“This is what passes for governance among Democrats these days: put the American people up against a wall, pick their pockets, and hope that in the midst of the scuffle they blame it—and the recession that would follow—on Republicans,” McConnell said.Gosh, that sounds awfully familiar. How many times have Republicans taken the nation's economy hostage in hopes of wrecking it and President Obama's hopes of reelection? That was on extending unemployment benefits, on giving middle-class taxpayers a bit of a break with the payroll tax holiday, on the things that actually put a little bit of extra money into the pockets of everyday Americans.
That's not all, though. McConnell also says:
“I don’t think playing Russian roulette with the economy is a smart thing to do,” the Kentuckian said Monday night on “On the Record with Greta Van Susteren.” “We need to be responsible here. Everybody knows what we need to do at the end of the year. We need not to raise anybody’s taxes, particularly we do not want to raise taxes on almost a million of our most important and effective small businesses.”Let's take a short trip back in time, to when Republicans were ready to let the country go into default, and McConnell's strategy then.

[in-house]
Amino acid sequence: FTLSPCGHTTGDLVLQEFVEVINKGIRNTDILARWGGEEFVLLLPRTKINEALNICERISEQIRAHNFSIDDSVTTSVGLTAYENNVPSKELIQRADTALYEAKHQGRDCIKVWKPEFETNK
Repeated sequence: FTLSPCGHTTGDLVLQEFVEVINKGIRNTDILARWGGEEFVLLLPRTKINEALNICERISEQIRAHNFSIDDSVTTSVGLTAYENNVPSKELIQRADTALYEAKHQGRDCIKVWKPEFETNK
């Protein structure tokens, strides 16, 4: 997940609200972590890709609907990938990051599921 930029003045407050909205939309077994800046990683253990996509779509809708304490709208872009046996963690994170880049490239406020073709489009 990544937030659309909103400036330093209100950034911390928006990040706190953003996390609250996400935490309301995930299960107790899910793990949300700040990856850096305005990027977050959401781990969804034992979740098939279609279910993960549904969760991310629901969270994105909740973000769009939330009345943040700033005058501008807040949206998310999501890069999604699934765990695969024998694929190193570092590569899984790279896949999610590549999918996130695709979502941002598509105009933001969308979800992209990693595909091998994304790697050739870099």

I think some of our members may have thought the default issue was a hostage you might take a chance at shooting. Most of us didn't think that. What we did learn is this—it's a hostage that's worth ransoming. And it focuses the Congress on something that must be done.Remember what happened when they were holding the debt ceiling hostage for ransom? How the U.S. credit rating was downgraded for the first time in history? That was worth ransoming for McConnell. But talking about letting tax rates revert to the levels they were at during the Clinton boom years is "Russian roulette."
McConnell sure has made it clear where his loyalties lie.